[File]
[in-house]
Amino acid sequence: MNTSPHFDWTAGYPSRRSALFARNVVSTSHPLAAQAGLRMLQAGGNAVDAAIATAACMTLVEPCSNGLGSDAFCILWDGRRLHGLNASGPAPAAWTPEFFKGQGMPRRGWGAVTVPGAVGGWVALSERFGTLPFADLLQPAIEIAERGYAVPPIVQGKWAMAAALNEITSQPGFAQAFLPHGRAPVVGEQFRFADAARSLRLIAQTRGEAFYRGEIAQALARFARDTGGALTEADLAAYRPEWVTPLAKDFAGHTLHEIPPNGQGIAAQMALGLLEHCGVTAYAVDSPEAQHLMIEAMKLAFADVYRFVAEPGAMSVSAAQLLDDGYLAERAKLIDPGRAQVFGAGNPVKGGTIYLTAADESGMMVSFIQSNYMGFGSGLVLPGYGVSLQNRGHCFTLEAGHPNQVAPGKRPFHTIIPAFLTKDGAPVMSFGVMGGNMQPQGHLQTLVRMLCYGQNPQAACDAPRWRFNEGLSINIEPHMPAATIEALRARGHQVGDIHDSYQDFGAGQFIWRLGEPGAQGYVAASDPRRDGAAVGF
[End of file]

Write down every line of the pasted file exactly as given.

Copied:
[in-house]
Amino acid sequence: MNTSPHFDWTAGYPSRRSALFARNVVSTSHPLAAQAGLRMLQAGGNAVDAAIATAACMTLVEPCSNGLGSDAFCILWDGRRLHGLNASGPAPAAWTPEFFKGQGMPRRGWGAVTVPGAVGGWVALSERFGTLPFADLLQPAIEIAERGYAVPPIVQGKWAMAAALNEITSQPGFAQAFLPHGRAPVVGEQFRFADAARSLRLIAQTRGEAFYRGEIAQALARFARDTGGALTEADLAAYRPEWVTPLAKDFAGHTLHEIPPNGQGIAAQMALGLLEHCGVTAYAVDSPEAQHLMIEAMKLAFADVYRFVAEPGAMSVSAAQLLDDGYLAERAKLIDPGRAQVFGAGNPVKGGTIYLTAADESGMMVSFIQSNYMGFGSGLVLPGYGVSLQNRGHCFTLEAGHPNQVAPGKRPFHTIIPAFLTKDGAPVMSFGVMGGNMQPQGHLQTLVRMLCYGQNPQAACDAPRWRFNEGLSINIEPHMPAATIEALRARGHQVGDIHDSYQDFGAGQFIWRLGEPGAQGYVAASDPRRDGAAVGF